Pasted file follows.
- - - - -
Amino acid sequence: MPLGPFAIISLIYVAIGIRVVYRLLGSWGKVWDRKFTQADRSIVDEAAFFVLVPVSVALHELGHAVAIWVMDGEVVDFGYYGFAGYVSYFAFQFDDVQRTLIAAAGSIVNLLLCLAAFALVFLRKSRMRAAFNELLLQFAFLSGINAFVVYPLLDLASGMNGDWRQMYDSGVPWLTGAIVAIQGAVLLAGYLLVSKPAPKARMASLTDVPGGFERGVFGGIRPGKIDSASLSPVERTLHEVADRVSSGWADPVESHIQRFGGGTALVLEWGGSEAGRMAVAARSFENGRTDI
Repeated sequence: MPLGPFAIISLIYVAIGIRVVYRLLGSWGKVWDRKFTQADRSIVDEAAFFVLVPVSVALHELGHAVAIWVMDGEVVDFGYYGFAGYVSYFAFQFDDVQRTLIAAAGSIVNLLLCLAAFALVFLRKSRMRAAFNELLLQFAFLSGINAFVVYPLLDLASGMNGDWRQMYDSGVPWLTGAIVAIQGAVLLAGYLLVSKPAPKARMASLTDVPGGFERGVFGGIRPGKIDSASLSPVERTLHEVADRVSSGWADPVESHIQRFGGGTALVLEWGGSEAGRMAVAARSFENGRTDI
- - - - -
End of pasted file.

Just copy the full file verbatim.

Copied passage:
Amino acid sequence: MPLGPFAIISLIYVAIGIRVVYRLLGSWGKVWDRKFTQADRSIVDEAAFFVLVPVSVALHELGHAVAIWVMDGEVVDFGYYGFAGYVSYFAFQFDDVQRTLIAAAGSIVNLLLCLAAFALVFLRKSRMRAAFNELLLQFAFLSGINAFVVYPLLDLASGMNGDWRQMYDSGVPWLTGAIVAIQGAVLLAGYLLVSKPAPKARMASLTDVPGGFERGVFGGIRPGKIDSASLSPVERTLHEVADRVSSGWADPVESHIQRFGGGTALVLEWGGSEAGRMAVAARSFENGRTDI
Repeated sequence: MPLGPFAIISLIYVAIGIRVVYRLLGSWGKVWDRKFTQADRSIVDEAAFFVLVPVSVALHELGHAVAIWVMDGEVVDFGYYGFAGYVSYFAFQFDDVQRTLIAAAGSIVNLLLCLAAFALVFLRKSRMRAAFNELLLQFAFLSGINAFVVYPLLDLASGMNGDWRQMYDSGVPWLTGAIVAIQGAVLLAGYLLVSKPAPKARMASLTDVPGGFERGVFGGIRPGKIDSASLSPVERTLHEVADRVSSGWADPVESHIQRFGGGTALVLEWGGSEAGRMAVAARSFENGRTDI